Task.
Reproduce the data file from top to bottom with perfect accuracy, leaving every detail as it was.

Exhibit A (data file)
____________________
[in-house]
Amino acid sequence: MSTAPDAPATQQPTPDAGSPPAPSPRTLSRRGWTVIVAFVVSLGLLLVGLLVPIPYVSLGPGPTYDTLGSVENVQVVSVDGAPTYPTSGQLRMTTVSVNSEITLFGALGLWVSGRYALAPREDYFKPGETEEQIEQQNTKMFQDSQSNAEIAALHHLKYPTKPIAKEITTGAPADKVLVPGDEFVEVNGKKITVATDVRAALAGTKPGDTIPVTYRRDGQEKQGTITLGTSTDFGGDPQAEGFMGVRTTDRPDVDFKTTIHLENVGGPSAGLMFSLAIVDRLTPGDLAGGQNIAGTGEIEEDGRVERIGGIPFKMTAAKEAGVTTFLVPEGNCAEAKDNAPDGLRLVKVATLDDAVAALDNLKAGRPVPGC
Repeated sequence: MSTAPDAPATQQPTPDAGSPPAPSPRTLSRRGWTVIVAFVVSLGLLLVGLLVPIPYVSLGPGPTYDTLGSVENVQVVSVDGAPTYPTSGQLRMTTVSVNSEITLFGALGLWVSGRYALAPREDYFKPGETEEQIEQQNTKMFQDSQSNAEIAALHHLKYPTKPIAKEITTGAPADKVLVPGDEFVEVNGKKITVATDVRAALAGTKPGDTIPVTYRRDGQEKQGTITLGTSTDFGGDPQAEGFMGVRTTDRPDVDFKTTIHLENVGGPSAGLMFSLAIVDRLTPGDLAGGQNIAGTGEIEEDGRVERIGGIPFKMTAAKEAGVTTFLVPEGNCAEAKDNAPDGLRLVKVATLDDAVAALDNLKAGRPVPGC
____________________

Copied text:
[in-house]
Amino acid sequence: MSTAPDAPATQQPTPDAGSPPAPSPRTLSRRGWTVIVAFVVSLGLLLVGLLVPIPYVSLGPGPTYDTLGSVENVQVVSVDGAPTYPTSGQLRMTTVSVNSEITLFGALGLWVSGRYALAPREDYFKPGETEEQIEQQNTKMFQDSQSNAEIAALHHLKYPTKPIAKEITTGAPADKVLVPGDEFVEVNGKKITVATDVRAALAGTKPGDTIPVTYRRDGQEKQGTITLGTSTDFGGDPQAEGFMGVRTTDRPDVDFKTTIHLENVGGPSAGLMFSLAIVDRLTPGDLAGGQNIAGTGEIEEDGRVERIGGIPFKMTAAKEAGVTTFLVPEGNCAEAKDNAPDGLRLVKVATLDDAVAALDNLKAGRPVPGC
Repeated sequence: MSTAPDAPATQQPTPDAGSPPAPSPRTLSRRGWTVIVAFVVSLGLLLVGLLVPIPYVSLGPGPTYDTLGSVENVQVVSVDGAPTYPTSGQLRMTTVSVNSEITLFGALGLWVSGRYALAPREDYFKPGETEEQIEQQNTKMFQDSQSNAEIAALHHLKYPTKPIAKEITTGAPADKVLVPGDEFVEVNGKKITVATDVRAALAGTKPGDTIPVTYRRDGQEKQGTITLGTSTDFGGDPQAEGFMGVRTTDRPDVDFKTTIHLENVGGPSAGLMFSLAIVDRLTPGDLAGGQNIAGTGEIEEDGRVERIGGIPFKMTAAKEAGVTTFLVPEGNCAEAKDNAPDGLRLVKVATLDDAVAALDNLKAGRPVPGC